Salmon Run is one of the many fine trails that have been built by Queenstown Mountain Bike Club in the Wakatipu Basin. It’s highly regarded not only within New Zealand, but also around the world as being one of the finest and most challenging trails out there. Due to my mediocre riding skills, coupled with owning a hard tail and downhill bike (neither of which I wish to get to the start of, or ride down Salmon Run with), this was was my first trip onto this hallowed trail.


The Through the Loop Enduro is the brain child of two local legends, Jimmy Pollard and Quentin Kenning. The whole point of this race is that it’s hard and certainly not for the faint hearted or unfit, adding in of course a rather large slice of fun and banter. As you might expect from a race like this, the prize pool was a little different than the usual, two King Salmon stuffed with a bottle of bubbles for the race winners who were also crowned the King and Queen of Salmon.

The format is fairly simple, a mass start to ride up to the top and then 30 second gap race runs down the slippery Salmon. As mentioned previously, the format may be simple but the riding is anything but. There are a few sections of the climb which could almost be considered to be straight forward, but for the most part it’s gruelling, especially considering the sun finally made an appearance pushing the temperatures well into the twenties at long last.

After witnessing the very start of the the uphill battle, very possibly more on a personal level than a group one, it was time for me to take my first glimpses into this trail. Even though I’ve not ridden it, I know that it works its way through native Beech forrest which is always stunning, that still didn’t prepare me for what I found. Salmon Run is one of the most beautiful trails I’ve ever laid eyes upon.

With my camera pack weighing me down, the visual treats that lay all around me took my mind of the physical exertion. The trail criss crosses a typical Queenstown stream, strewn with rocks and roots and greener than you could ever imagine. You constantly hear native birds singing their way through life over the undertones of the trickling stream which every now and again reveals itself to be a mellow cascading waterfall. I feel privileged beyond belief to be able to walk up this trail, one of only a few moments in time when this is possible.

My eyes are constantly searching for places that I can shoot. I’m sure there are many a place which can produce jaw dropping cover images, but this is race day. The focus has to be upon getting as many good shots of riders as I can and also to try and get some variety. Moving around once the race has started will be tricky so I need to pick my starting spot well.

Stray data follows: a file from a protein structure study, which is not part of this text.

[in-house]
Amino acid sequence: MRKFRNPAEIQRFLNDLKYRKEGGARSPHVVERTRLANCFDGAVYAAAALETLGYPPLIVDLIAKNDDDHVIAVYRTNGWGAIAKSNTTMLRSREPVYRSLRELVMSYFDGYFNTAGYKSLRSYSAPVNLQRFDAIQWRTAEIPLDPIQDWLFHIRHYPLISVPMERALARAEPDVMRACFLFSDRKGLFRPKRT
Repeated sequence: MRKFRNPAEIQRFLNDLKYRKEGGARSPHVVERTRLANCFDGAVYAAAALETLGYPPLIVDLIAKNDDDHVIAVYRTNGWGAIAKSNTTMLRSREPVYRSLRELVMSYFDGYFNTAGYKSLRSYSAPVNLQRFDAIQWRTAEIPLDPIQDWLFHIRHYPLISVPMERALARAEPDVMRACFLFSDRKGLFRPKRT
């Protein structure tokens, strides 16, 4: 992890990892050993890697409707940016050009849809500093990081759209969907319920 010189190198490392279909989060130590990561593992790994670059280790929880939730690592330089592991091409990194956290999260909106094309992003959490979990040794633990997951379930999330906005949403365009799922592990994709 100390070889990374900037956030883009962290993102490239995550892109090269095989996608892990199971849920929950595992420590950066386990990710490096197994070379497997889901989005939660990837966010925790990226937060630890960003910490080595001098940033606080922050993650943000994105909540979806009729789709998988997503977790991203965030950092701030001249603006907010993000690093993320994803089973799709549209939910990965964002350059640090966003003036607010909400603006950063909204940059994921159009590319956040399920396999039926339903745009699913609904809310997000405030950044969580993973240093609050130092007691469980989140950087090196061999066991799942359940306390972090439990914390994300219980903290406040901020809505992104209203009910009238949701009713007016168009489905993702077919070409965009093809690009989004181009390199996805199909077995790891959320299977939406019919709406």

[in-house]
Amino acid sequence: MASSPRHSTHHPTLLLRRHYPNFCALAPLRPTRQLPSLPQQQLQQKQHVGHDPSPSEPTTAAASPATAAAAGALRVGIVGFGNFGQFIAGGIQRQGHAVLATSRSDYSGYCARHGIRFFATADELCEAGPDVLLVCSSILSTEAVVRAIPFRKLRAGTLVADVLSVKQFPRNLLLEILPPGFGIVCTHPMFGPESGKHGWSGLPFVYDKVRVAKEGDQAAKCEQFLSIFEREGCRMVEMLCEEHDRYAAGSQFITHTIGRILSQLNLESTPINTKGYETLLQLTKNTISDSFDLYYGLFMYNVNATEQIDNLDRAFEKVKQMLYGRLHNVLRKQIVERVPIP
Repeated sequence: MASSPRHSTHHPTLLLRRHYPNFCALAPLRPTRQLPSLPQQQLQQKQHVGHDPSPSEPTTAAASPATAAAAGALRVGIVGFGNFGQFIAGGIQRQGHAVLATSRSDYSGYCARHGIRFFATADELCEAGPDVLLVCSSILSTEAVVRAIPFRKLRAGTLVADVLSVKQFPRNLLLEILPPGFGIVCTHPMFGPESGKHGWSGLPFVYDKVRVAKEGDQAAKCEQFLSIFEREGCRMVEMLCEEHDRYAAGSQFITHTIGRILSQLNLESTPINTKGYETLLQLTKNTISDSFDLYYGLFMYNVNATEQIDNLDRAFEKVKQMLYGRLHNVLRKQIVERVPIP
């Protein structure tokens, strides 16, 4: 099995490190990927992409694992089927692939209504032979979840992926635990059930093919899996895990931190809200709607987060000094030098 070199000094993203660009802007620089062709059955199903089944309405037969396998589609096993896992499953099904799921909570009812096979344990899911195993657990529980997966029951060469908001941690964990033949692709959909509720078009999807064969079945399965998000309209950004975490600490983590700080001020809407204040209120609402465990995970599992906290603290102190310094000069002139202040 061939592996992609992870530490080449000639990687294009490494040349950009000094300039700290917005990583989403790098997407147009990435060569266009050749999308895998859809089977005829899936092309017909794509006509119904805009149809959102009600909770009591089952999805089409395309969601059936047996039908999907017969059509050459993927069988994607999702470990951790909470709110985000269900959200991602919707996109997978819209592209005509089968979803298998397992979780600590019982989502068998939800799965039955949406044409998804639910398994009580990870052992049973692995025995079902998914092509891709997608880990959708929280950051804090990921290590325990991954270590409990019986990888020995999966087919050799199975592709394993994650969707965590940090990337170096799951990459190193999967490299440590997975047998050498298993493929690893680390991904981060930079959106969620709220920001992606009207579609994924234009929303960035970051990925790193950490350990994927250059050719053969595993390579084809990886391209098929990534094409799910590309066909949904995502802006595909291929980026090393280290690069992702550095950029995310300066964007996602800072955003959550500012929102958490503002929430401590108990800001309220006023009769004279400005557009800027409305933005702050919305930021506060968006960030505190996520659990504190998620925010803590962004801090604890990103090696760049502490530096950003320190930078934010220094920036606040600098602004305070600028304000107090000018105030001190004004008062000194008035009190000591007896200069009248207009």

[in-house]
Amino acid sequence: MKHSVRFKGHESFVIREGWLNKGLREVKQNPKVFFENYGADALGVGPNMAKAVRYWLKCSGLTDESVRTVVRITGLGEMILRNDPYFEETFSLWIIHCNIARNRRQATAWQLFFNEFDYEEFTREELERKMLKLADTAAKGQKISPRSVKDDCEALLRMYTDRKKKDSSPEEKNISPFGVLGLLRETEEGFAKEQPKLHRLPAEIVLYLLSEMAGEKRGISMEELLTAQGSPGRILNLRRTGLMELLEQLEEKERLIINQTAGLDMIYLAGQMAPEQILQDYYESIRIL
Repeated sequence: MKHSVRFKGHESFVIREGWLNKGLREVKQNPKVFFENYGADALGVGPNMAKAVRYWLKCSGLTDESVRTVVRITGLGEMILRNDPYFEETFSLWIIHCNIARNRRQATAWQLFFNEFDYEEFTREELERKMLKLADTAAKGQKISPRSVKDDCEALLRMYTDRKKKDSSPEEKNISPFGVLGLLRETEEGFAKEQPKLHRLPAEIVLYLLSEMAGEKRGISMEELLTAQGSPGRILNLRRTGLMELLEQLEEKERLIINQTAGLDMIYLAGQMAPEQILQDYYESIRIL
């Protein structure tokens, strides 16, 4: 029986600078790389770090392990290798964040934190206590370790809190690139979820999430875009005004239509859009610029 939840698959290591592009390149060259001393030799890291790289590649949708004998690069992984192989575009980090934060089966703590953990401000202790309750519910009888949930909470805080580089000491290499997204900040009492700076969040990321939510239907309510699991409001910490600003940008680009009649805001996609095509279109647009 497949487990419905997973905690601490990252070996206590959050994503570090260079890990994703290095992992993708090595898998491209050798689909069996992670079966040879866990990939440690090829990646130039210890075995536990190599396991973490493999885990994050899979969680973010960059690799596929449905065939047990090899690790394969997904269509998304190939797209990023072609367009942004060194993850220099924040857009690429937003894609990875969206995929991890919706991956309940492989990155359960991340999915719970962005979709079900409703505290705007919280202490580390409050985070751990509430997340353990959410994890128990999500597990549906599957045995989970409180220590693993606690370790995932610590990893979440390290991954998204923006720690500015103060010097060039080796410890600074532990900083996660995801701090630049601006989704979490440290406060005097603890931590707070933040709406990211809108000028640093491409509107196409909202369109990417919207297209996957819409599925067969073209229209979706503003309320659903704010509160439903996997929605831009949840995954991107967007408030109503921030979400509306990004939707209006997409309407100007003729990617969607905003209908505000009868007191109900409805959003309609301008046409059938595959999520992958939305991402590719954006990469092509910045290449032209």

I end up climbing further than I needed to, but perhaps I did need to so that I could know that where I thought was going to be the place really was. And then the waiting game begins. Shooting a race like this brings so many benefits for the photographer. I find myself immersed in nature with extreme focus on one thing. Listening and looking out for a rider, not knowing when they will appear.

You can’t loose your concentration, even if you do have a fairly long view up the track. Allowing yourself to drift off isn’t an option, this is meditation at its best, surrounded by nature. It takes a little practice to get used to it, thoughts other than shooting bikes start to enter my head and I have to acknowledge them but also dismiss them as soon as possible, these will not serve me well.

I’m also very aware of the fact that every rider will take a slightly different line, where are my escape routes? How many different shots can I get when they are in my vicinity? Where and how will I focus and what am I going to do about the shadows and highlights constantly moving around me. All of this goes on and on as I patiently wait.

And then it begins, the first of 28 riders comes into sight, it’s not the largest of races this year but the old adage of quality over quantity comes to mind. I do my best to execute the shots I had in my head as well as possible, constantly adjusting and then making the decision to up sticks and move.

All the while as each rider appears I do what I can to capture their skills, and trusting that they will navigate by me without incident. At times my footing isn’t quite as sure as I thought it was and I think I’m going to end up in the stream below. Add in some heckling and lots of commotion and before I know it the last rider has passed me by. Finally I can safely bust out the cheese sandwich’s without fear of having to drop them as I grab my camera.

As my cheese sandwich’s filled my groaning belly I was able to further appreciate the stunning beauty of this trail and its surrounds. The pressure was off and the anticipation was building, who was going to be crowned the 2018 King and Queen of Salmon?

The numbers at the Season of Shread party had expanded vastly since I’d departed Mini Dream a couple of hours before. The music and voices carried through the trees getting louder and louder as I approached. My space of meditation was coming to an abrupt end, my phone sprang in to action and it was time to get sun baked and dusty with a few hundred other keen mountain bikers.

Reece Potter and Kathy Morris were soon to stand upon the podium stumps, wearing their crowns and wondering how they were going to get the smell of salmon from their hands.

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